Wait, hear me out!
I started to think about this blog post topic based on an recent incidental conversation I had with my friend Marta. She and I both happen to love playing games. Cards (particularly euchre and shanghai rummy), dice, board games, trivia, name that tune, anything really… and our latest recent obsession: e-Ticket to Ride.
We play the online version in a group with Peter and sometimes Tammy, on our tablets, and have our mobile phones running a WhatsApp video call at the same time! A bandwidth intensive high tech solution to enjoying an old fashioned train route building contest. Its satisfyingly close to actually sitting at the table and playing a board game together! The first time we played, a week or so ago, had a profound effect on me in this time of pandemic-induced physical distancing. It felt re-affirmingly human to socially connect and have a little lightly competitive fun with people outside our few, by now well-worn, rooms in this Oulu apartment. Marta and I both have a history of lakeside cottage life, where playing (old fashioned person to person, non-electronic) games is an integral part of passing the time while cementing friendships, family relationships, and “unplugging” from our more urban, tech-laden jobs. Games are just good medicine.
As we laid our train cars onto the tracks, our conversation turned to her wedding to Peter, summer 2017, in Scotland. I shared with her that I vividly recalled a game called Kubb (said like “tube”) that our friend Julie’s father, Idso, had taught us on the expansive lawn of Springkell Manor estate. Idso was excited to have willing participants, and was an excellent teacher, mostly because he was really good. Kubb, he taught us, is a Scandinavian game where people facing each other on two sides of a field toss a wooden baton at their opponents’ smaller wooden skittles (kubbs) with the intention of clearing them all and knocking down the “king”, which sits in the middle. It is sometimes referred to as ‘Viking Chess’, and is actually quite challenging and fun, yet simple. The pieces can be handmade, and the game kit is very portable. Thinking back on that special July day made me wonder… what is the history of a game like Kubb, and is there a Finnish analogue?
Many rabbit holes and lots of reading later, it turns out that ‘games’ aren’t just fun and games! I believe they represent nothing less than our living, interactive, identity reinforcing cultural heritage. European (and thus North American) “tossing” or “bowling” style lawn games may be traced as far back as the ancient Egyptians, and later to bored Roman soldiers who used their war horse’s old shoes as game pieces to toss at stakes. In that same vein, Quoits uses rope rings, while Irish rings are tossed at a board hung on a wall, complete with a point system much like today’s dart games (and aren’t rings much safer in a pub than darts!?). Washer Pitching and Cornhole (Bags) are natural extensions of that line of game heritage.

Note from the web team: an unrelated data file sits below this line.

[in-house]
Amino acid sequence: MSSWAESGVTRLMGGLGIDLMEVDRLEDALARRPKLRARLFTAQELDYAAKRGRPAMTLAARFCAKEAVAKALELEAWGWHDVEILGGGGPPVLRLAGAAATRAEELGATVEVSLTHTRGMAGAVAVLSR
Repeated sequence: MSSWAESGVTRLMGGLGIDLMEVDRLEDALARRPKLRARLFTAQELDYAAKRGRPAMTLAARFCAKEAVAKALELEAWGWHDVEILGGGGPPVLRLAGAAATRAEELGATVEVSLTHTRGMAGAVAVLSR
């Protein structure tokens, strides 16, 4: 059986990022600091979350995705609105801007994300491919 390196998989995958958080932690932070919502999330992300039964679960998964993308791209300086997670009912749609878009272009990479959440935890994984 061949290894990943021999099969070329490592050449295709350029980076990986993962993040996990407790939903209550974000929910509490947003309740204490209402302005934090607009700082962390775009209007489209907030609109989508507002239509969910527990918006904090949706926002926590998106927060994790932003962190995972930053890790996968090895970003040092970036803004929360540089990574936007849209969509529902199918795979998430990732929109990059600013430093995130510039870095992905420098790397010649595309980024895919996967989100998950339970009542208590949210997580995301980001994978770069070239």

Other early tossing games include Scottish Caber tossing, a version of which we played in the Highland games at the wedding.
Bunnock or bones, which features horse ankle bones as the skittles, is currently popular in Canada (they use resin replicas these days), but is believed to have Russian origin. Kubb appears to be a skittles game descended from bunnock, and this ancestral line produced the first of the Finnish-specific games I found: Karelian Skittles (kyykkä). Karjala (in Finnish) is a region between Russia and Finland, formerly Finnish, but mostly consumed by Russia in the treaty deal after WWII. Both horseshoes and horse ankle bones would have been much more expensive and difficult to obtain when compared to plentiful poplar and pine trees, thus the game pieces made in more forested, less affluent places are indeed wooden. It’s not difficult to see how a Russian game of bones moved into Karjala, morphed economically and culturally and emerged as something tailored to Finns and their forests. Alas, kyykkä was believed to have been fading into obscurity and was only played in remote villages by the time our old friend Elias Lönnrot was traveling around collecting poems for his Kalevala in the mid 1800s. However, In 1951 there was a movement to save and revitalize the renamed ‘Finnish skittles’ with the approval of then President Urho Kekkonen. A modern set of rules and a scoring system were created, taking into account the original traditional Karelian skittles game. The Finnish Skittles Association actively holds regional matches and tournaments to this day.